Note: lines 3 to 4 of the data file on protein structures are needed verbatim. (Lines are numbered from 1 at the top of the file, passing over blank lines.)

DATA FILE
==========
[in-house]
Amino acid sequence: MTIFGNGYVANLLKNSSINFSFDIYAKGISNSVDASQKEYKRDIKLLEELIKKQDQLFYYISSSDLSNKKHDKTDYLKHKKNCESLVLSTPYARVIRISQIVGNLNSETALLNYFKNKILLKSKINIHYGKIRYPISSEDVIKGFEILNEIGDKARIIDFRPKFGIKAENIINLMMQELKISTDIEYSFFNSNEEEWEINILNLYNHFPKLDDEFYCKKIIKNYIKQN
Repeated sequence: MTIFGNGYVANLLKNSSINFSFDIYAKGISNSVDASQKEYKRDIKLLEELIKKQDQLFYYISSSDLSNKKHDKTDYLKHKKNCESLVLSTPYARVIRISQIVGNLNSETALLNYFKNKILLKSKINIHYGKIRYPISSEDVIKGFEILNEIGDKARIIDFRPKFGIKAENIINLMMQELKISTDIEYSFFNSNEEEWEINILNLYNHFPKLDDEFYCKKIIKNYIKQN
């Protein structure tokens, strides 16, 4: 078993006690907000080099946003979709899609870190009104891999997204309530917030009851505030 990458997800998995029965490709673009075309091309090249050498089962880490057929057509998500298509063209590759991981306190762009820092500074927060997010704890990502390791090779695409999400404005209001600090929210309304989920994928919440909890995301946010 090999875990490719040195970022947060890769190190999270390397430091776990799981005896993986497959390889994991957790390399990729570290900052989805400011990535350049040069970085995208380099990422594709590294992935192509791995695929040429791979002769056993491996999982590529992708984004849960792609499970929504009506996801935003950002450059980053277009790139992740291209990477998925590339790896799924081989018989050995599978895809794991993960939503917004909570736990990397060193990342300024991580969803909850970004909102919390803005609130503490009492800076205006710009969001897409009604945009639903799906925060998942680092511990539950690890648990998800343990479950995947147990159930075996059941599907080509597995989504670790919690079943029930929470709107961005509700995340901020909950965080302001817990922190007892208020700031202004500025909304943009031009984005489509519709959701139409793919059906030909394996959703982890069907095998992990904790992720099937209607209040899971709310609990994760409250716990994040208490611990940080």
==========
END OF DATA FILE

Repeated sequence: MTIFGNGYVANLLKNSSINFSFDIYAKGISNSVDASQKEYKRDIKLLEELIKKQDQLFYYISSSDLSNKKHDKTDYLKHKKNCESLVLSTPYARVIRISQIVGNLNSETALLNYFKNKILLKSKINIHYGKIRYPISSEDVIKGFEILNEIGDKARIIDFRPKFGIKAENIINLMMQELKISTDIEYSFFNSNEEEWEINILNLYNHFPKLDDEFYCKKIIKNYIKQN
């Protein structure tokens, strides 16, 4: 078993006690907000080099946003979709899609870190009104891999997204309530917030009851505030 990458997800998995029965490709673009075309091309090249050498089962880490057929057509998500298509063209590759991981306190762009820092500074927060997010704890990502390791090779695409999400404005209001600090929210309304989920994928919440909890995301946010 090999875990490719040195970022947060890769190190999270390397430091776990799981005896993986497959390889994991957790390399990729570290900052989805400011990535350049040069970085995208380099990422594709590294992935192509791995695929040429791979002769056993491996999982590529992708984004849960792609499970929504009506996801935003950002450059980053277009790139992740291209990477998925590339790896799924081989018989050995599978895809794991993960939503917004909570736990990397060193990342300024991580969803909850970004909102919390803005609130503490009492800076205006710009969001897409009604945009639903799906925060998942680092511990539950690890648990998800343990479950995947147990159930075996059941599907080509597995989504670790919690079943029930929470709107961005509700995340901020909950965080302001817990922190007892208020700031202004500025909304943009031009984005489509519709959701139409793919059906030909394996959703982890069907095998992990904790992720099937209607209040899971709310609990994760409250716990994040208490611990940080």